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re: Why a distributed system (highly concurrent) is mostly asynchronous? VIEW POST

FULL DISCUSSION
 

Correct me if I'm wrong, but I don't think your question is entirely correct. Concurrency simply means that a process can be split up into tiny calculations that can then be run in any orders without affecting the final result. So I suppose that the internal processes could be considered asynchronous. In the end it all depends on if you specifically call the entire process synchronously or asynchronously. So concurrency as a whole has nothing to do with being synchronous or asynchronous.

So the answer to your second question is yes, you can make this synchronous as a whole, but the internal calculations cannot be synchronous by definition. Otherwise it wouldn't be concurrent any more.

 

Sorry, I was meant to say concurrent network calls. Yes, the question seems a little vague in the first look but I think you got the idea. Can you suggest me to rewrite it properly?

And actually, by the internal process, I meant microservices. I.e. think of an e-commerce system, where the internal services can be order service, product service, auth service and the client-facing website which is served by a gateway. Should the connection among them be always asynchronous or can they be synchronous, which in common sense will take more time in the gateway and also will cause to lose concurrency, isn't it?

 

I think you mean "distributed" instead of "highly concurrent".

The problem with making microservices highly coupled or even synchronous is that you end up with they call a distributed monolith, a system made by apps that are all dependent on each other to work, so instead of calling Object.function() locally and waiting for the result, you end up calling Class.remote_function() which sends a network call to another service and waits for the result.

The goal of microservices is to have separate and independent apps that can be scaled and deployed separately, without having to deploy other N services.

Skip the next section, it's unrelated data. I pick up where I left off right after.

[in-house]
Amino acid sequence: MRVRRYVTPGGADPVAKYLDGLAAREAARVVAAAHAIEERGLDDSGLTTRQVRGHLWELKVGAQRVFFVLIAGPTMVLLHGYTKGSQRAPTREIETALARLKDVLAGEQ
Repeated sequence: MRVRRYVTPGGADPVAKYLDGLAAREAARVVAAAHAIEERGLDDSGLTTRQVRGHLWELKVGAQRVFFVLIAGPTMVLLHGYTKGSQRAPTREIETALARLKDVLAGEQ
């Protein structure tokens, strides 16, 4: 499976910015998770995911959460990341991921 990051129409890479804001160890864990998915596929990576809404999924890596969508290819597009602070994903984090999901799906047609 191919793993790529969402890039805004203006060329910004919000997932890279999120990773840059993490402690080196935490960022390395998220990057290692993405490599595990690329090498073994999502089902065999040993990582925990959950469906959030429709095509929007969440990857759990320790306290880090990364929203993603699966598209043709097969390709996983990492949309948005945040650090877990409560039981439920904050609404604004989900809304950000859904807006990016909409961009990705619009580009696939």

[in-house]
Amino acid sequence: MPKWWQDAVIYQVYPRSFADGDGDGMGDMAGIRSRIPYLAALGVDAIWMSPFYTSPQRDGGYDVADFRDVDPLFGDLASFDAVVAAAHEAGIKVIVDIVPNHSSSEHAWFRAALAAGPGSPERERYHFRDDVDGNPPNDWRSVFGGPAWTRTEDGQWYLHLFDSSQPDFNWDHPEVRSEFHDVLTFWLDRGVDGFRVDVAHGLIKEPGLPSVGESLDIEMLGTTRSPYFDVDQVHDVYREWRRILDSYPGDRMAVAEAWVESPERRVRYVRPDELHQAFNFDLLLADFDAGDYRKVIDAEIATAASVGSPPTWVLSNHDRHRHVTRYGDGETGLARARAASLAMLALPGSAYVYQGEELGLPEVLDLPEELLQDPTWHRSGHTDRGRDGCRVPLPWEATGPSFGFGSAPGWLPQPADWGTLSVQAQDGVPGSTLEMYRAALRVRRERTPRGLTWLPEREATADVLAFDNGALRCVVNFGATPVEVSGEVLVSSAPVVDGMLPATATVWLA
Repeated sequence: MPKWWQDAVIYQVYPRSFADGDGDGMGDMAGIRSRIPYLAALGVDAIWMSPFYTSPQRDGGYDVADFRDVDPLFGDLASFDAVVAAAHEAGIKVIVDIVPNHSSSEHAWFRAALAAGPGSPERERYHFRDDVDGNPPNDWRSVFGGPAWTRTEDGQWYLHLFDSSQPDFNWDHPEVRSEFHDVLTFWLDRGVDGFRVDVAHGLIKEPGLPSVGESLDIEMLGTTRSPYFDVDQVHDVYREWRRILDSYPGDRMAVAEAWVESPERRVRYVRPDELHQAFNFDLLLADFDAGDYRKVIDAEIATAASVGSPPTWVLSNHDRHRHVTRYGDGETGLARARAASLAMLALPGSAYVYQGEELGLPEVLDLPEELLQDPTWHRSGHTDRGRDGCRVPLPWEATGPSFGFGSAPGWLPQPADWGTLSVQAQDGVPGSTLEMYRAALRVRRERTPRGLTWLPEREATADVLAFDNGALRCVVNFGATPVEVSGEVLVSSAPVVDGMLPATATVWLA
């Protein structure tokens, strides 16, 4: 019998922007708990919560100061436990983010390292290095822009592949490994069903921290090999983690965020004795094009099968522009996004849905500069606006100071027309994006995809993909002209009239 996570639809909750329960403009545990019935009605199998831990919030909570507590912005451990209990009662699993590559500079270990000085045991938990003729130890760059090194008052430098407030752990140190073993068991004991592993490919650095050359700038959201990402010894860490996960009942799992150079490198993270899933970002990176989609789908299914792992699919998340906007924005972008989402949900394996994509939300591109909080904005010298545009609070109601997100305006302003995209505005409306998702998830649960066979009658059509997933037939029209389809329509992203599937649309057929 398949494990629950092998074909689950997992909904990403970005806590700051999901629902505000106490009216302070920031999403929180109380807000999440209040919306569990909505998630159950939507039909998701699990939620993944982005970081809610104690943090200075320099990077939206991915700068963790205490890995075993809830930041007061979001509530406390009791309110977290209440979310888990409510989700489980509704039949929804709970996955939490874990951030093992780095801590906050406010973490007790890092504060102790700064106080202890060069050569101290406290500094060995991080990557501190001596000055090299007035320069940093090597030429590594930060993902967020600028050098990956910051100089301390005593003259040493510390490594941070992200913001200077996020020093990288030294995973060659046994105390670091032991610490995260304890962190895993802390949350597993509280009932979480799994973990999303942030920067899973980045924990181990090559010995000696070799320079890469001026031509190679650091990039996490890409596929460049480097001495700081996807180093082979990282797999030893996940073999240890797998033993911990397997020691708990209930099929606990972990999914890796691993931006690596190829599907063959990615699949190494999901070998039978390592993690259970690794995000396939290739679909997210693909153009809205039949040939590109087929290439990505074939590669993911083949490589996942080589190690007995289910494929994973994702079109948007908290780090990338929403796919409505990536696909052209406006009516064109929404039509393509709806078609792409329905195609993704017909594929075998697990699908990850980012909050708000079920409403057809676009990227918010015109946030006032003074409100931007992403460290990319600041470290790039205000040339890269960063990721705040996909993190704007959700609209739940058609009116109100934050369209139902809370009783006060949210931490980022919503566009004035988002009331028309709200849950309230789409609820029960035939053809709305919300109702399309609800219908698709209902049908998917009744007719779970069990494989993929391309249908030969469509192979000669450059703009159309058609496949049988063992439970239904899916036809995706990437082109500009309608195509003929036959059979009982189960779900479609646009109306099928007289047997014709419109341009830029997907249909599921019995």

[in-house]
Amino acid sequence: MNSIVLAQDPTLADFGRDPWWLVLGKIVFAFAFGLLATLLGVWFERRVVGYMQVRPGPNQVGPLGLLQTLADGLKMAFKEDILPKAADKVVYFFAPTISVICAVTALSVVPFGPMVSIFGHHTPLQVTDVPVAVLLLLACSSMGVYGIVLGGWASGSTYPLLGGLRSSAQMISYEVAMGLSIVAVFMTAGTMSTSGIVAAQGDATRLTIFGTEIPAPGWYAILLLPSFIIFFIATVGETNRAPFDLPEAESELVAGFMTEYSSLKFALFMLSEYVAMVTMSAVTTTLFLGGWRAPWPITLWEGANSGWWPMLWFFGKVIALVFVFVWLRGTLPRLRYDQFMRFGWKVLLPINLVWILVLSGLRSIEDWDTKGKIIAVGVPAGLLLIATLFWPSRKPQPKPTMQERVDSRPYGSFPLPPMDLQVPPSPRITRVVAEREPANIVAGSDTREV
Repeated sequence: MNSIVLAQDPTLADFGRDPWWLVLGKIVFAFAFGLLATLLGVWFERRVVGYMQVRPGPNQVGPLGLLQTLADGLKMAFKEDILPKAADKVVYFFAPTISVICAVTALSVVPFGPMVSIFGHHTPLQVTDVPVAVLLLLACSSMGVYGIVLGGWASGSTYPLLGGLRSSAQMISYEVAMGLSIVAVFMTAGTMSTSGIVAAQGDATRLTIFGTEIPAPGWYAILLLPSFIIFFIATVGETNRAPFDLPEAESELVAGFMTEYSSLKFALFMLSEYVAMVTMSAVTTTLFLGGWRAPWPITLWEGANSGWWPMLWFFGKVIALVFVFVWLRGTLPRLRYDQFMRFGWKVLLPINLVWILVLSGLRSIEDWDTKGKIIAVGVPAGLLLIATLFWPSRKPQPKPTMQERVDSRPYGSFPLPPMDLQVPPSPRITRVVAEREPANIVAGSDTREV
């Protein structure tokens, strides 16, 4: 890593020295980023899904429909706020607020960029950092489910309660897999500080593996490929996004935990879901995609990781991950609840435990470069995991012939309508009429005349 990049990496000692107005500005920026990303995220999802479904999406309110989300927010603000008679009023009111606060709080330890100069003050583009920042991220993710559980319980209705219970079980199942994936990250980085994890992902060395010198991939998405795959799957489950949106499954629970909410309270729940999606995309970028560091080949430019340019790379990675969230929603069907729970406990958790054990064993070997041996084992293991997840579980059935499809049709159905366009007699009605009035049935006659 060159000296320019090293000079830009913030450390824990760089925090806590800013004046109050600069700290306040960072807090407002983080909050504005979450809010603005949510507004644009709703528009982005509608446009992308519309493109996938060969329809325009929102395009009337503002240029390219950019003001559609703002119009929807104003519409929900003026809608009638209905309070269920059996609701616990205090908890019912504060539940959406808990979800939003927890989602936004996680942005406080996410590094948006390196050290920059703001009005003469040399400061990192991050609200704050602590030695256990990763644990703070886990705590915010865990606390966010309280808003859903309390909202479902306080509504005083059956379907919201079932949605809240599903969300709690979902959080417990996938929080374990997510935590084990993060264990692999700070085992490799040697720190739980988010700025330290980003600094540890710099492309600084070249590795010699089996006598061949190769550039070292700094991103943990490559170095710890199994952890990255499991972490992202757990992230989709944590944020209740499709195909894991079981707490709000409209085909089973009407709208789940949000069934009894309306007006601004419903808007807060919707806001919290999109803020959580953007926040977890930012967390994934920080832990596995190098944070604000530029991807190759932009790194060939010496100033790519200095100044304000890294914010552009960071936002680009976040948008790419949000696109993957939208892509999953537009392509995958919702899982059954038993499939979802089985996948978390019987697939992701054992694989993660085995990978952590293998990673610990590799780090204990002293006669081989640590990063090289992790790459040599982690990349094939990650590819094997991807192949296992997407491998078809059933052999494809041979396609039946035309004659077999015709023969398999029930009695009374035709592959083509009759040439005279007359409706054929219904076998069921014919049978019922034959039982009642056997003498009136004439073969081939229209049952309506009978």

The same goes if they share a datastore (which might mean that a service can potentially break other services or services have to wait for another service to finish writing in the store).

So, if you shouldn't have them call each other directly and you shouldn't have them share a datastore, how do you pass messages between services? After all, from an abstract point of view, there's no difference between "Object.function()" and "send message from A to node B". It's all message passing. You do it asynchronously.

Asynchronicity though it's not a prerogative of a distributed set of services, you can do it with a regular monolotic application as well.

Nice! Thanks. I like your hypothesis about microservices, that match with mine. Yes, services should be decoupled as much as possible. But here comes another concept of 'single point of failure'.

Say in the e-commerce app I've described above, Order service is fully independent, can take orders and give the status of an order. Maybe the system is unable to take orders, but we need to show order status at least. How would we design that? Make two services? Then there's the store is getting shared among them.

There's always debate about microservices. But I really want to know the debates/ideas, it's important to choose how I am going to solve my problem based on other's experience in such similar cases. What would be your workaround at the current scenario? Just a primitive thought.

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